1 The following order was issued by the Duke on 8th July :—“There is no
meal to be sold to any persons but soldiers, there wives are not alow’d to buy
it—if any soldier, soldier’s wife, or any other persons belonging to the Army,
is known to sell or give any meal to any Highlander, or any person of the
country, they shall be first whipd severely, for disobeying this order, and then
put upon meal and water in the Provost for a fourthnight.” (Maclachlan’s Life
of Cumberland, 324).

2 Narrative, in Lyon in Mourning.

3 Maclaehlan’s Life of Cumberland, 325.

4 Ray’s History of Rebellion, 372.


which they bought and sold with one another at a
low price, and on which they rode about, neglecting
their duty ; which made it necessary to publish an
order to part with them, otherwise they were all to
be shot. I saw a soldier riding one of these horses,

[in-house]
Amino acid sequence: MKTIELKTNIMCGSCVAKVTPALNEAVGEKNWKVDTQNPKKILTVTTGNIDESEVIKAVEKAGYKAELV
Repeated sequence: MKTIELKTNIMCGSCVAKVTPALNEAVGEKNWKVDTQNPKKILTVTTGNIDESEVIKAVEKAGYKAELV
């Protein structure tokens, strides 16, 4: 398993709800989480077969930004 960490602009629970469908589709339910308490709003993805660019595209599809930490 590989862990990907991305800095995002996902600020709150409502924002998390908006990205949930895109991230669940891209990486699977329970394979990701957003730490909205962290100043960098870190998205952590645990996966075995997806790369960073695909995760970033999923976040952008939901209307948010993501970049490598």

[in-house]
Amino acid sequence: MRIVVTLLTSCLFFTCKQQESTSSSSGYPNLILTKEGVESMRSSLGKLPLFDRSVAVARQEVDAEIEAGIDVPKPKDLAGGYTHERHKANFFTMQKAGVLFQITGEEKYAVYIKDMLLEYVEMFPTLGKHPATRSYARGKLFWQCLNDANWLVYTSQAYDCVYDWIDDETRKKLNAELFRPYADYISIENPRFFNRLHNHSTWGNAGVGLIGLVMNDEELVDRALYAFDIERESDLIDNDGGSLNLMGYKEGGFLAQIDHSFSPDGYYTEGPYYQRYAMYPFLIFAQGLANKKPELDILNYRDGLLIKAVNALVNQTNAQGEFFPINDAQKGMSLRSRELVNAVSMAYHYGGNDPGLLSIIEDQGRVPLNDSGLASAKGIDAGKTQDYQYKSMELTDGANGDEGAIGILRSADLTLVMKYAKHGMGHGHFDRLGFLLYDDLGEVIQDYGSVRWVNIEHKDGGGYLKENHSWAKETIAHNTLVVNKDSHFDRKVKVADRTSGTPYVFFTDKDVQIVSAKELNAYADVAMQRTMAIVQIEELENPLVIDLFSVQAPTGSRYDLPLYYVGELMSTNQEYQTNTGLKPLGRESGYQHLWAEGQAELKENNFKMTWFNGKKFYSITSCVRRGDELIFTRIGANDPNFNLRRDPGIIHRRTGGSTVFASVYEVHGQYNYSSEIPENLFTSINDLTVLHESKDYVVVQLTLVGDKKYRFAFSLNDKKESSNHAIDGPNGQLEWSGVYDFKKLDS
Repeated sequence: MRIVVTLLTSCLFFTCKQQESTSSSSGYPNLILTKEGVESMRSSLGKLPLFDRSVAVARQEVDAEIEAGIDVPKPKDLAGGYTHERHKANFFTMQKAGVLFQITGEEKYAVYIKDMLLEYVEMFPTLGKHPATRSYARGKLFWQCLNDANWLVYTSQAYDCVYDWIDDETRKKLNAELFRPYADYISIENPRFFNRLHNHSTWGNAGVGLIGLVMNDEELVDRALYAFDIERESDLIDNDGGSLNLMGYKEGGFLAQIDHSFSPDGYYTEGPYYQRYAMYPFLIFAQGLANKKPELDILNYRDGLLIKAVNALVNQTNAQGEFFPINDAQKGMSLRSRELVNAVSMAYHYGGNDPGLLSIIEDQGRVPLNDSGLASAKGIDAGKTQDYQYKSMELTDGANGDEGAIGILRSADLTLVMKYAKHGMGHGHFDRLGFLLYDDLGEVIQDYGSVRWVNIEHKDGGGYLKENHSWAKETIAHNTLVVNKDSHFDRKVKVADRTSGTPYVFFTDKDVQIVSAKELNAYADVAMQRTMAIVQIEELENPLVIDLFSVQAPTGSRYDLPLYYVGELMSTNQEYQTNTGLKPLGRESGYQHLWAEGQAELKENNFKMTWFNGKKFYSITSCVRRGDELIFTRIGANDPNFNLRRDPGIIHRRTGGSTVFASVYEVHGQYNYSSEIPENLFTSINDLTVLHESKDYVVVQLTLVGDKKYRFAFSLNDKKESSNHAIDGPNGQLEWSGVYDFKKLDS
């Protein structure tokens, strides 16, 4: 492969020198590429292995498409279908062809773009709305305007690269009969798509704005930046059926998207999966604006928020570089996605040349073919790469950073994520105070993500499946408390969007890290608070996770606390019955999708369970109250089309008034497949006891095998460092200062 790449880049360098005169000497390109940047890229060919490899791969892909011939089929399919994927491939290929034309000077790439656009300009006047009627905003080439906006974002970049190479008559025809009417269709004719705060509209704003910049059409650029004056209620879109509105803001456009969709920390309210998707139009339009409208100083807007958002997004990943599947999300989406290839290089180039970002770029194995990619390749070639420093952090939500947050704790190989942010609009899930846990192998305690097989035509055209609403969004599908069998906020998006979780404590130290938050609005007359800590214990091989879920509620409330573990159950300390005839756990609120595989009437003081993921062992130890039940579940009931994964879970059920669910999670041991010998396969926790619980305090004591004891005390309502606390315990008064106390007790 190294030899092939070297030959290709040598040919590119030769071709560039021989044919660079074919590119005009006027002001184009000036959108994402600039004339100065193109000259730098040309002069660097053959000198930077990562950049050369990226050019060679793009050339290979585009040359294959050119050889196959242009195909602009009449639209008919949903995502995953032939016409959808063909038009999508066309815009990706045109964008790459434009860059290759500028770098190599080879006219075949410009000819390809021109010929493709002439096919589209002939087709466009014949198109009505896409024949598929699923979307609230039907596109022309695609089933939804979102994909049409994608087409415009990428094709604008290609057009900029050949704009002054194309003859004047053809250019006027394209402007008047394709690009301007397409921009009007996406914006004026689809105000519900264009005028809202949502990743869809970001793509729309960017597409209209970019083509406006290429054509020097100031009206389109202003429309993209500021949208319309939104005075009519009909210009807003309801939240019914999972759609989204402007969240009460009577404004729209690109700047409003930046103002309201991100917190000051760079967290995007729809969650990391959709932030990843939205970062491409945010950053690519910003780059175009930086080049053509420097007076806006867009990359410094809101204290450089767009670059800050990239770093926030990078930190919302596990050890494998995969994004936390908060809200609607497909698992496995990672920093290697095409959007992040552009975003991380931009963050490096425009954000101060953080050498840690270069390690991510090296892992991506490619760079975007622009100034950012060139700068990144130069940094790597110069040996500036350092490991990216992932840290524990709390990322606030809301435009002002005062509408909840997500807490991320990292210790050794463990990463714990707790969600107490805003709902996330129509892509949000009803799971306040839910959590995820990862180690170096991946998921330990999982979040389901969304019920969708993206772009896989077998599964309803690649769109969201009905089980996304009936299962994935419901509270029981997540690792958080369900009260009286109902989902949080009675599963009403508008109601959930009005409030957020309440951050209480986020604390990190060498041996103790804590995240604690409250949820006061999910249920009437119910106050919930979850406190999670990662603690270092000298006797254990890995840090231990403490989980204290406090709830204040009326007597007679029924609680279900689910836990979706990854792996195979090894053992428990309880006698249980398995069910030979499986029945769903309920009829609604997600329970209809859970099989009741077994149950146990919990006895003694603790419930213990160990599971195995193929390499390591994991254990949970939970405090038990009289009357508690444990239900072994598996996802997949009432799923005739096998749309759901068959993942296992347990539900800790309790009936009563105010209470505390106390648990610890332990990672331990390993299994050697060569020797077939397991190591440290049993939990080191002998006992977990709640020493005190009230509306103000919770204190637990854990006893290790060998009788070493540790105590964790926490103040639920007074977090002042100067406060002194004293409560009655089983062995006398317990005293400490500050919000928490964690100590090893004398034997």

when, being met by a comrade, he asked him, ‘ Tom,
what hast thou given for the galloway ?' Tom
answered, Half­a­crown.’ To which the other
replied, with an oath, ‘ He is too dear ; I saw a
better bought for eighteen pence.’ Notwithstanding
the low price, the vast quantities of cattle, such as
oxen, horses, sheep, and goats, taken from the rebels
and bought up by the lump by the jockeys and
farmers from Yorkshire and the south of Scotland,
came to a great deal of money; all which was
divided amongst the men that brought them in,
who were sent out in parties in search of the Pre­
tender ; and they frequently came to rebels’ houses
that had left them and would not be reduced to
obedience. These sort our soldiers commonly
plundered and burnt, so that many of them grew
rich by their share of spoil.” 1

One would have thought that, in such circum­
stances, and placed as they were in summer in the
midst of magnificent scenery, the English soldiers
would have greatly enjoyed their life in the High­